As Robin Skone-Palmer approached the mansion on Rockingham Avenue one hot September afternoon, she didn’t know what to expect. “Ask for Phyllis Diller,” the employment agent had said.
Curious as much as nervous, she studied the beautiful house. Three-and-a-half hours later, she walked away wondering if she’d just stepped into Alice’s Wonderland.
Plane travel, foreign countries, celebrities, and television studios became part of everyday life—from “This Is Tom Jones” in London to the Glass Festival in Elwood, Indiana. They shared raucous laughter, mind-numbing boredom, and occasionally absolute terror. The work relationship became a friendship that lasted to the day of Phyllis’s death at that same Rockingham mansion in Brentwood.
Join Robin beyond the spotlight, on the road with Phyllis Diller, as she recalls her days working as a personal secretary for the beloved, ground-breaking comedienne.
After leaving Diller's employment, Skone-Palmer became a “Diller Dustbiter,” a term Diller coined to affectionately describe her favorite former employees.
The comedienne even endorsed the memoir (before she died), writing on one of those sticky notes she had used so often: “Robin Skone-Palmer has written a book—it is FABULOUS!”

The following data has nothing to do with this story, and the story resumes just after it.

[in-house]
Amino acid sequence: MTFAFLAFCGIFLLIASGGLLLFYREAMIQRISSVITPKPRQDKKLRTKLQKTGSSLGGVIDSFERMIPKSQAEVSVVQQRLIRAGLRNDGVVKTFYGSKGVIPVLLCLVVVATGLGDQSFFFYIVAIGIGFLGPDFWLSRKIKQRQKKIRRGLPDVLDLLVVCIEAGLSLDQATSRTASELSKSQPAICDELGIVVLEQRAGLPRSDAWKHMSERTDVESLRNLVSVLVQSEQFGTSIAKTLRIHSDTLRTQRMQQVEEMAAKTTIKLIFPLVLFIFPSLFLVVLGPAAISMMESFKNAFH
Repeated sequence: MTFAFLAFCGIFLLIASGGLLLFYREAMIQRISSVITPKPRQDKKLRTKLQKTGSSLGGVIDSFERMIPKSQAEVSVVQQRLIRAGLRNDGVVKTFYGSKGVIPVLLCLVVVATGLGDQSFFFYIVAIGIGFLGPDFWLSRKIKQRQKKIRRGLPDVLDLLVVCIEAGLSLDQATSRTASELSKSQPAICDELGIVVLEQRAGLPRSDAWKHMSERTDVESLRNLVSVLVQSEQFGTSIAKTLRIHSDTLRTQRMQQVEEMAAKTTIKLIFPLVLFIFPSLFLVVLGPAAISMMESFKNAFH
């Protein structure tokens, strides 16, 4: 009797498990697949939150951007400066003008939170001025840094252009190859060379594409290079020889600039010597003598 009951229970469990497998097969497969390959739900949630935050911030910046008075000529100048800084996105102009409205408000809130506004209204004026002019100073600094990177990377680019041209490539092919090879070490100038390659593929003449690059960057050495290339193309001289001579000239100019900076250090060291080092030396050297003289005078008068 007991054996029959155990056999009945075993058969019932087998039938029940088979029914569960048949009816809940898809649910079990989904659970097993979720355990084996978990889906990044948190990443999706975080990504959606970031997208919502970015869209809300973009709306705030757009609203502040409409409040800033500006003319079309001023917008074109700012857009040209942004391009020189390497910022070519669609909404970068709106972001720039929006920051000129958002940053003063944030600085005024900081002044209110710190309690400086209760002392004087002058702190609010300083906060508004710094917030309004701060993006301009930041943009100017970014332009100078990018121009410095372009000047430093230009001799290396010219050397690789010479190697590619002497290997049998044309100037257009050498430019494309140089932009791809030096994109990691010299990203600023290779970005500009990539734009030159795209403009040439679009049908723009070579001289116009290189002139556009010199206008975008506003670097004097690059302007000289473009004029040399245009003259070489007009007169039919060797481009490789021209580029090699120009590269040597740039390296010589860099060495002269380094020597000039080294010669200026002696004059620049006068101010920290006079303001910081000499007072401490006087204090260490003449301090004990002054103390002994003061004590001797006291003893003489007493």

Diller’s son Perry also endorsed the book, saying: “I laughed a lot. What a wonderful, insightful, bright observation of a another time and place. You are kind and fair. Thank you for your service to my mother.”
Rsecretary during the early 1970s as the comedienne
achieved the fame and adoration she retained the rest of
her career. Robin and Phyllis remained life-long friends.
Robin also wrote poems that Phyllis used for her
holiday greeting cards.
As a “Dustbiter”—a term coined by Phyllis in reference
to her favorite former employees—Robin attended
several Dustbiter reunions hosted by Phyllis prior to the
comedienne’s death in 2012.
Robin lives in Las Vegas with her two cats. She divides
her time between golf, pottery, and teaching after-school
Bible clubs. She also collects wine—at least long enough
to chill it before she pulls the cork.